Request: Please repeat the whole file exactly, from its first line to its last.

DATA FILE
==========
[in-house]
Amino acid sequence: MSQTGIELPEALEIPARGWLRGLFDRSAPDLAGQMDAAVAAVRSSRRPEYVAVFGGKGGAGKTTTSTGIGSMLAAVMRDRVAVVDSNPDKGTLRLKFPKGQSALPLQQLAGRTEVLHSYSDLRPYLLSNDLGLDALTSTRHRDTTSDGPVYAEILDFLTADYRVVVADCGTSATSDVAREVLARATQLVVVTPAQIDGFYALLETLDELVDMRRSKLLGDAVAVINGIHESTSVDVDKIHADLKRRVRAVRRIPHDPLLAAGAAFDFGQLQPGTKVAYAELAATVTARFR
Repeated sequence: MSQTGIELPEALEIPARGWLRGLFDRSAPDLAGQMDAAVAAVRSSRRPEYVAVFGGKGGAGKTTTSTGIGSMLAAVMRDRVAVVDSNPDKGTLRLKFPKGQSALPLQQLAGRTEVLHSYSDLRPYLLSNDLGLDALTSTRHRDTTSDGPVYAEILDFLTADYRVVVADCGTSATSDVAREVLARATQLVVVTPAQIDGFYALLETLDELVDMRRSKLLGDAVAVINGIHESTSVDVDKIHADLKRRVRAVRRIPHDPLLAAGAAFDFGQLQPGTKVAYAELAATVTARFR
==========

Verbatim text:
[in-house]
Amino acid sequence: MSQTGIELPEALEIPARGWLRGLFDRSAPDLAGQMDAAVAAVRSSRRPEYVAVFGGKGGAGKTTTSTGIGSMLAAVMRDRVAVVDSNPDKGTLRLKFPKGQSALPLQQLAGRTEVLHSYSDLRPYLLSNDLGLDALTSTRHRDTTSDGPVYAEILDFLTADYRVVVADCGTSATSDVAREVLARATQLVVVTPAQIDGFYALLETLDELVDMRRSKLLGDAVAVINGIHESTSVDVDKIHADLKRRVRAVRRIPHDPLLAAGAAFDFGQLQPGTKVAYAELAATVTARFR
Repeated sequence: MSQTGIELPEALEIPARGWLRGLFDRSAPDLAGQMDAAVAAVRSSRRPEYVAVFGGKGGAGKTTTSTGIGSMLAAVMRDRVAVVDSNPDKGTLRLKFPKGQSALPLQQLAGRTEVLHSYSDLRPYLLSNDLGLDALTSTRHRDTTSDGPVYAEILDFLTADYRVVVADCGTSATSDVAREVLARATQLVVVTPAQIDGFYALLETLDELVDMRRSKLLGDAVAVINGIHESTSVDVDKIHADLKRRVRAVRRIPHDPLLAAGAAFDFGQLQPGTKVAYAELAATVTARFR